I Decided to Make a Debut
By Elena Mukhina
Moscow News, No. 36, 1987 Resolution. How valuable this trait is in sport, how important it is in life but how hard it is to retain it in oneself. I thought a long time ago about sharing my opinions with sport fans, but couldn't bring myself to do it. I think the injury I got when training in 1980, which made me bedridden for so many years, took too much of my strength, and still does.
Today, quite often I've got to do for the first time the things that were natural before. To be honest, I'm tired of my "debuts," though they are necessary. That's probably the reason why I kept postponing the day or the hour when I'd first try my hand at journalism.
I was helped to do this by the people around me throughout the long years of my illness, my "Training" interview, printed this spring by Moscow News, and the letters and meetings that followed it.
They came from Moscow, Leningrad, Kharkov, Murmansk, Odessa, Riga, Salavat, Rogun, from Cuba and Japan. The letters contained advice, requests, reminiscences and ponderings. I realized from them that I'd, probably, have something and someone to write about. They only thing is it is so far hard to answer every letter. My hand is learning to hold a pen. Therefore, this first item could not even be called the test of a pen properly, because I'm dictating it to a dictaphone.
After the "Training" interview I got to know Tatyana Mikhailova, a masseuse from the Moscow Academic Choreographic School. She is an assistant to Professor Vladimir Nazarov, the inventor of the biomechanical stimulator. Tatyana offered her help. A person in my situation literally grabs at any opportunity to overcome illness. But, to be honest, I accepted the help without confidence. As our lessons went on, my suspicions gradually got lost. Of great importance was also the fact that I had met an understanding responsive person, who supported me also morally, especially at moments when the fatigue from the many-year-long treatment took the upper hand.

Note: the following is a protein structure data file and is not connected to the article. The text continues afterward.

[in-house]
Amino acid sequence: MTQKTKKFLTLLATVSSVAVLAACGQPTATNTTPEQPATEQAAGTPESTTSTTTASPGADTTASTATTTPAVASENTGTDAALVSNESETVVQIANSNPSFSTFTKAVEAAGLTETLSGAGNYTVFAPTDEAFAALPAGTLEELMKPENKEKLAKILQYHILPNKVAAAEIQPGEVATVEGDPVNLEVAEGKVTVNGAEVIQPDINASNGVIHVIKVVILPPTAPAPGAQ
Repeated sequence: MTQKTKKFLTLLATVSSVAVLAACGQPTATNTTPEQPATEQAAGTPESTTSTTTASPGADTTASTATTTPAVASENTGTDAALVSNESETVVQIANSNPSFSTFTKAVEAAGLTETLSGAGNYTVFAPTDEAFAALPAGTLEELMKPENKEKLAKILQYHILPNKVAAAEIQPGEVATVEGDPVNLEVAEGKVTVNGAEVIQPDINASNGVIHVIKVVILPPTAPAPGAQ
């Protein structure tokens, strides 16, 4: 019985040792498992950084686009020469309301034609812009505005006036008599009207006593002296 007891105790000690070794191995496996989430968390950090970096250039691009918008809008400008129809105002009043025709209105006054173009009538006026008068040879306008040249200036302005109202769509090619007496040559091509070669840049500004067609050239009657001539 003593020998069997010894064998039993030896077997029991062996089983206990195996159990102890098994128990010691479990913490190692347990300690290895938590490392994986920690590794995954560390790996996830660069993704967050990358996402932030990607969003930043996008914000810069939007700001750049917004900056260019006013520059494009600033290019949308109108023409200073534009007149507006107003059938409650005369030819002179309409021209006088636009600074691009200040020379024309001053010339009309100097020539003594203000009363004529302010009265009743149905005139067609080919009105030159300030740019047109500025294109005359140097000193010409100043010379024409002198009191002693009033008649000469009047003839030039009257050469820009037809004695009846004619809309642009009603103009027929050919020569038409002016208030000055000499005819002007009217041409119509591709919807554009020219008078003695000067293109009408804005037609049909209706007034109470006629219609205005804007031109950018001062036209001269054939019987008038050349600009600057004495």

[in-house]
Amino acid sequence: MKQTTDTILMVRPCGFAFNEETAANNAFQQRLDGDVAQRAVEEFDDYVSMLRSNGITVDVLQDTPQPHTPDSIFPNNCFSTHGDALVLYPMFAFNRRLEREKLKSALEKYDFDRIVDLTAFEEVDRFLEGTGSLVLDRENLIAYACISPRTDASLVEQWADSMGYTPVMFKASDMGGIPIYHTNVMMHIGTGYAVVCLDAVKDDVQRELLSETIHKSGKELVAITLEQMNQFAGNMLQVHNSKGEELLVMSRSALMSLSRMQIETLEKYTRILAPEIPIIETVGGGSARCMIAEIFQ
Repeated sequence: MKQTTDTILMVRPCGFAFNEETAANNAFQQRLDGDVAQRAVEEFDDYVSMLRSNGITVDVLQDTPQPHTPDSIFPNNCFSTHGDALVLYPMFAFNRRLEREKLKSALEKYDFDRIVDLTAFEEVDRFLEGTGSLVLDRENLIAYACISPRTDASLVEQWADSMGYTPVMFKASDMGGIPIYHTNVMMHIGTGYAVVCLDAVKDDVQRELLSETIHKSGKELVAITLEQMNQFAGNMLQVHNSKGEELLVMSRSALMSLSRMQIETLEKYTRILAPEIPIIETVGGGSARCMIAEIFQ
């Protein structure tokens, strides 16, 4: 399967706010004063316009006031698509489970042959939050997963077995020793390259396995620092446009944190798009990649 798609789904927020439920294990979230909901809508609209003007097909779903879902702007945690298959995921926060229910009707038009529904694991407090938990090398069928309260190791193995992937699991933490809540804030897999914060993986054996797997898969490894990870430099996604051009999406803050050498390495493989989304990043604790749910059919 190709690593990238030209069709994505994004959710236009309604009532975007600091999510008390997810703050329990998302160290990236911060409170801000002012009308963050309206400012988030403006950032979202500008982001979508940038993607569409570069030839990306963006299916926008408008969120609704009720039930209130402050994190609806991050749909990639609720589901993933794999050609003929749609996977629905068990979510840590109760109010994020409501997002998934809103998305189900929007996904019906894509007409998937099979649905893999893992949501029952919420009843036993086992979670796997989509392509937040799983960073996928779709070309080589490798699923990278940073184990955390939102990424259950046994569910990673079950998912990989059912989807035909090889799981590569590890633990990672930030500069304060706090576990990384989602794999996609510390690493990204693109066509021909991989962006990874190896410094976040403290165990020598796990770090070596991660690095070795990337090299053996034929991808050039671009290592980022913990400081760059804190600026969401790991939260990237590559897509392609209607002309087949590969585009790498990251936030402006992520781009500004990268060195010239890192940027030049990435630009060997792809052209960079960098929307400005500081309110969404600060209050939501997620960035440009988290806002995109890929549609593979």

One other thing which helped me to get over my illness was the book -- the album "The Wind's Journey" which I got this summer. Tomihiro Hoshino sent it to me as a gift through the Novosti Press Agency (APN) in Tokyo. His life is somewhat like mine.
He used to be a PT instructor. He fell during a lesson and got an injury that stopped him from moving his arms and legs. Tomihiro Hoshino spent nine years in a hospital. He is still being treated, only now at home in his village Higashi-mura. However, he found the strength not to limit his life to overcoming his illness alone. He writes and prints in periodicals verses, drawings and reproductions of pictures which he draws with a brush held in his mouth.
He writes in the book which APN has partially translated for me: "I thought that if I have a heart, capable of admiring beauty, then why couldn't I paint pictures? Orchids were the first thing I depicted in a picture."
I thought of the book for several days and looked at the drawings over and over again. I suppose, I haven't yet understood everything that the poet and artist wanted to say. But I think I got the main thing: It is possible to work and be useful to people even in such a condition. The book was for me an appeal to act, and I'm thankful to my new friend.
A telephone call came late in July from the USSR State Sports Committee to finalize my home address. They said that the address was necessary for Juan Antonio Samaranch, President of the International Olympic Committee. He was in Moscow and decided to see me.
We talked for some 20 minutes. They IOC President spoke sympathetically, with real concern. He asked me about my plans and problems, spoke with a readiness to help and noted that I'd changed for the better since 1982 when he presented the Olympic Order to me. He said that the IOC was "always at my service," and as soon as I'd feel able to visit some international competition, I should let him know.
He said that he'd read my interview and that the IOC welcomed athletes taking up journalism. He said that their writings in the press helped the IOC work and study issues facing the Olympic movement.
This meeting also urged me to make my debut in journalism.
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